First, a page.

The beginner's guide to the greatest pastimes: Singalongs
How to have fun with one of humankind’s first ever group activities, at any level
Everyone expects children to sing. We seem to think it's important enough to set aside time in their education to teach them to do it. But as we grow up, there is a tendency to divide labour. Music and singing is for all children, but only expert adults. Stars sing, the rest of us listen. This is really too bad because everyone should be singing. Singing enhances physical and mental health by improving posture, breathing, as well as reducing anxiety, depression, and fatigue. The more people sing, the better.
It also matters how you sing. Karaoke is for the attention lover. It's about taking turns in the spotlight. It's singing for individualists. The singalong is all about singing together in a group. It is a universal human social activity that touches something profound in human nature. We asked Nobu Abilman, co-founder of the runaway singalong group Choir! Choir! Choir! what makes singing together so powerful, and he put it perfectly: "At every session there's a moment when a harmonic moment gels for the first time and everyone feels it at the same time. It changes the feeling in the room, lifts everyone up, and injects energy into an already positive environment. Singing with other people is so powerful because it creates and continually amplifies the feeling of togetherness." Singing together is good for the individual and it's good for the collective because it's good for the connections between the two.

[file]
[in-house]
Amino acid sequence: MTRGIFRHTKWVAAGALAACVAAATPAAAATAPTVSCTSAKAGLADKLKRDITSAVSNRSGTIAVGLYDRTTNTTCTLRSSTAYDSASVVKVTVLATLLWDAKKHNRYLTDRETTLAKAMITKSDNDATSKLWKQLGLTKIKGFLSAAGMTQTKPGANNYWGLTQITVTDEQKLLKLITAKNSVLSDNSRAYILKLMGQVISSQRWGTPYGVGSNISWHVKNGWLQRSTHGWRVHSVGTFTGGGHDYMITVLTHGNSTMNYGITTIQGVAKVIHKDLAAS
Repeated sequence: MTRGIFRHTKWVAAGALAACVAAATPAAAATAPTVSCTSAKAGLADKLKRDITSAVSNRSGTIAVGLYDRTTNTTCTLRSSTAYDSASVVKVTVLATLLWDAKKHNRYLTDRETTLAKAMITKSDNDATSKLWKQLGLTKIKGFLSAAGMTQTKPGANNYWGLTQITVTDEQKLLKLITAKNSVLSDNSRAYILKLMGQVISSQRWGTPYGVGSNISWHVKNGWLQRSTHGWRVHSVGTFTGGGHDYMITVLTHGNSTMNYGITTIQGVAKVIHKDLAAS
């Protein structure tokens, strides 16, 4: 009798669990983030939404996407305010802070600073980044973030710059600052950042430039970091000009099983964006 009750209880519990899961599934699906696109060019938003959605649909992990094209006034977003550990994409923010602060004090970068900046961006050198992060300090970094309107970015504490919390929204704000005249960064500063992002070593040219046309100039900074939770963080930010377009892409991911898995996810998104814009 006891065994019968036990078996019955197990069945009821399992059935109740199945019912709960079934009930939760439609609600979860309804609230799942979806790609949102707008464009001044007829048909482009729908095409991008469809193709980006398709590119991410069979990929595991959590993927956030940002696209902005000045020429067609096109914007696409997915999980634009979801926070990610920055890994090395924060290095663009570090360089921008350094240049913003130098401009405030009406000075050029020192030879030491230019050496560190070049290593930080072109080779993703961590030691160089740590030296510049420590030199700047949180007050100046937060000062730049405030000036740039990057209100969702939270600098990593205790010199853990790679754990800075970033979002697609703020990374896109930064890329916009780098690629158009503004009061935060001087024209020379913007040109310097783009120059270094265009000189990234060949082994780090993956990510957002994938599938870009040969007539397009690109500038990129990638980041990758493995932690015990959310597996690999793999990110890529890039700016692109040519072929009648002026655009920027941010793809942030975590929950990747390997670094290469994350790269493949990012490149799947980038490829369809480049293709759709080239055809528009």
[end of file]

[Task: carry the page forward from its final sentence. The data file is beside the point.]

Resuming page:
And it's a lot of fun. Grown-up singalongs are rare — they are often confined to campfires and road trips — but that may be changing. Group singing of some kind is surging in popularity, and is the subject of both fictional (Glee) and reality television shows (The Choir). It also seems to be picking up at the grassroots level. Choir! Choir! Choir! is a weekly drop-in singing event based in Toronto that began in 2011, and has since performed all over the world, including at such venues as Carnegie Hall and on American Idol.
Scientists do not always use the term "singalong". Often, they prefer saying "synchronous chorusing", "musilanguage" or even "Hmmmmm" (for holistic, multi-modal, musical, and mimetic). However, they agree that music is one of the first human activities. Some anthropologists believe that groups chants and song are part of what gave early modern humans the evolutionary edge over neanderthals by helping them develop tight social cohesion and group identities. Others, such as Steven Mithen, argue that neanderthals also sang together.
In other words, humans have been singing together since the very beginning, and it still holds an important place in many aspects of our collective lives. Singing together is a powerful bonding experience, which is why early every religion in the world includes group singing among its rituals, and why nationalists compel schoolchildren to sing the national anthem every morning. But people also use singing together within smaller collectives; think of school fight songs and even the humble campfire sing-along.
What you need to know to get started
The simplest way to have a singalong is to just sing in unison accompanied by an instrument or an instrumental track on YouTube or any music streaming service.